Montana judge upholds suit over Native education requirement

By HALLIE GOLDEN Associated Press

A judge in Montana refused to dismiss a lawsuit Tuesday brought by Native American tribes, parents and students against state education leaders that alleges the state’s unique constitutional requirement to teach students about Native American history and culture has not been upheld.

“It’s shocking to me that we are this many decades down the road, with this many court challenges, this many legislative enactments … that this is where we sit here today in 2023,” said Judge Amy Eddy, who explained she would provide the specific rationale for her ruling in about a month.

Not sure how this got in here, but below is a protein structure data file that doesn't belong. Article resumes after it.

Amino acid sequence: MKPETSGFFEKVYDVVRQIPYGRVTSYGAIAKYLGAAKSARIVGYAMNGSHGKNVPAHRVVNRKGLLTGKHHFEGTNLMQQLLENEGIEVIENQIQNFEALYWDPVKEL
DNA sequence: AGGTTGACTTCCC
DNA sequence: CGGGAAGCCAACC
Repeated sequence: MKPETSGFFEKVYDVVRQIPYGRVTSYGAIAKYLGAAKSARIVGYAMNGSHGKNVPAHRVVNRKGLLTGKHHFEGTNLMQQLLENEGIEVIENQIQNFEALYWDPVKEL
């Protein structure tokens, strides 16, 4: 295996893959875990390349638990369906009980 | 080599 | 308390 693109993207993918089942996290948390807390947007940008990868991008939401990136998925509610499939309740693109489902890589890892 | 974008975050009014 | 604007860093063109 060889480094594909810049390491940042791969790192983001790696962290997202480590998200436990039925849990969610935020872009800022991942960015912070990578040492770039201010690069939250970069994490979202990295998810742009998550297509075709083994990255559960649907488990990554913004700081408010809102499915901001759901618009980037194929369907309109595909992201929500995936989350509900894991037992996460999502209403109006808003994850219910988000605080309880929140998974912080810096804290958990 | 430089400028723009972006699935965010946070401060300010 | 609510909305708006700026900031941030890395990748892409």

The hearing came 50 years after the state’s constitution that embedded this educational requirement took effect. Other states, including Connecticut, Washington, Oregon, California and North Dakota, have committed in recent years to boosting these types of educational requirements, but Montana remains the only one that includes it in its constitution.

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An attorney representing the defendants, which includes the Montana Office of Public Instruction and the Montana Board of Public Education,

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